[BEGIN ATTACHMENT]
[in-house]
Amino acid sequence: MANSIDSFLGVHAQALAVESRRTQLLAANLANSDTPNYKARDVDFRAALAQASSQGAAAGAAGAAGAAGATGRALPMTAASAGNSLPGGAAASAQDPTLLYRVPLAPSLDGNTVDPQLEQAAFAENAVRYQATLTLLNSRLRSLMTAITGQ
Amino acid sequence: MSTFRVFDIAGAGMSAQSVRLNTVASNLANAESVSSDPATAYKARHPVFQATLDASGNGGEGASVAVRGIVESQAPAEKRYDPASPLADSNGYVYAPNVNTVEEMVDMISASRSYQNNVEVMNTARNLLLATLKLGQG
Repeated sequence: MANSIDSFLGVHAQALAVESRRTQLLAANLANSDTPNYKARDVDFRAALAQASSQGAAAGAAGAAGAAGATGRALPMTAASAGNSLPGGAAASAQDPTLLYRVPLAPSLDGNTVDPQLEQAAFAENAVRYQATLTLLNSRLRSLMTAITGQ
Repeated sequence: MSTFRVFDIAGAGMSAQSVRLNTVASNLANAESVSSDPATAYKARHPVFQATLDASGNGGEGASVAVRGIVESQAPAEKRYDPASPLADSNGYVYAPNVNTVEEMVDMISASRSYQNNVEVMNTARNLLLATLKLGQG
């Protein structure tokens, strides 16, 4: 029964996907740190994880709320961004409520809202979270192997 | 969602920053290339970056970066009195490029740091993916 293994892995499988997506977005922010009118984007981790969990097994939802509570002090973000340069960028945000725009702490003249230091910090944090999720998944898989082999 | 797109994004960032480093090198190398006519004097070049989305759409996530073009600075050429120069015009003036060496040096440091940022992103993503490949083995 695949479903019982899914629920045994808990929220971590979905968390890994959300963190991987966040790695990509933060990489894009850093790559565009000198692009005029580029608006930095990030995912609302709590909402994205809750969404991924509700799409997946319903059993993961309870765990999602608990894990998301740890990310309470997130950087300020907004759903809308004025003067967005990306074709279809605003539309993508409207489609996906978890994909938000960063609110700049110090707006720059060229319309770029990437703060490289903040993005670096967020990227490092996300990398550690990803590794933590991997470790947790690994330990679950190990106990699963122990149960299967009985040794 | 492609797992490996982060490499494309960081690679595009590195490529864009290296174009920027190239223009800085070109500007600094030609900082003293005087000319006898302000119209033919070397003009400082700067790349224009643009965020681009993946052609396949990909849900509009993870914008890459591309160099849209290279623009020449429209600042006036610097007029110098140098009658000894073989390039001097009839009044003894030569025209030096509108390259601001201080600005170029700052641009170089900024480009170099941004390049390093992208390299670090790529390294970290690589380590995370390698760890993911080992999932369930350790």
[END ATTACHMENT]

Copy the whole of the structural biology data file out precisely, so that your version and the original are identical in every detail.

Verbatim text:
[in-house]
Amino acid sequence: MANSIDSFLGVHAQALAVESRRTQLLAANLANSDTPNYKARDVDFRAALAQASSQGAAAGAAGAAGAAGATGRALPMTAASAGNSLPGGAAASAQDPTLLYRVPLAPSLDGNTVDPQLEQAAFAENAVRYQATLTLLNSRLRSLMTAITGQ
Amino acid sequence: MSTFRVFDIAGAGMSAQSVRLNTVASNLANAESVSSDPATAYKARHPVFQATLDASGNGGEGASVAVRGIVESQAPAEKRYDPASPLADSNGYVYAPNVNTVEEMVDMISASRSYQNNVEVMNTARNLLLATLKLGQG
Repeated sequence: MANSIDSFLGVHAQALAVESRRTQLLAANLANSDTPNYKARDVDFRAALAQASSQGAAAGAAGAAGAAGATGRALPMTAASAGNSLPGGAAASAQDPTLLYRVPLAPSLDGNTVDPQLEQAAFAENAVRYQATLTLLNSRLRSLMTAITGQ
Repeated sequence: MSTFRVFDIAGAGMSAQSVRLNTVASNLANAESVSSDPATAYKARHPVFQATLDASGNGGEGASVAVRGIVESQAPAEKRYDPASPLADSNGYVYAPNVNTVEEMVDMISASRSYQNNVEVMNTARNLLLATLKLGQG
């Protein structure tokens, strides 16, 4: 029964996907740190994880709320961004409520809202979270192997 | 969602920053290339970056970066009195490029740091993916 293994892995499988997506977005922010009118984007981790969990097994939802509570002090973000340069960028945000725009702490003249230091910090944090999720998944898989082999 | 797109994004960032480093090198190398006519004097070049989305759409996530073009600075050429120069015009003036060496040096440091940022992103993503490949083995 695949479903019982899914629920045994808990929220971590979905968390890994959300963190991987966040790695990509933060990489894009850093790559565009000198692009005029580029608006930095990030995912609302709590909402994205809750969404991924509700799409997946319903059993993961309870765990999602608990894990998301740890990310309470997130950087300020907004759903809308004025003067967005990306074709279809605003539309993508409207489609996906978890994909938000960063609110700049110090707006720059060229319309770029990437703060490289903040993005670096967020990227490092996300990398550690990803590794933590991997470790947790690994330990679950190990106990699963122990149960299967009985040794 | 492609797992490996982060490499494309960081690679595009590195490529864009290296174009920027190239223009800085070109500007600094030609900082003293005087000319006898302000119209033919070397003009400082700067790349224009643009965020681009993946052609396949990909849900509009993870914008890459591309160099849209290279623009020449429209600042006036610097007029110098140098009658000894073989390039001097009839009044003894030569025209030096509108390259601001201080600005170029700052641009170089900024480009170099941004390049390093992208390299670090790529390294970290690589380590995370390698760890993911080992999932369930350790």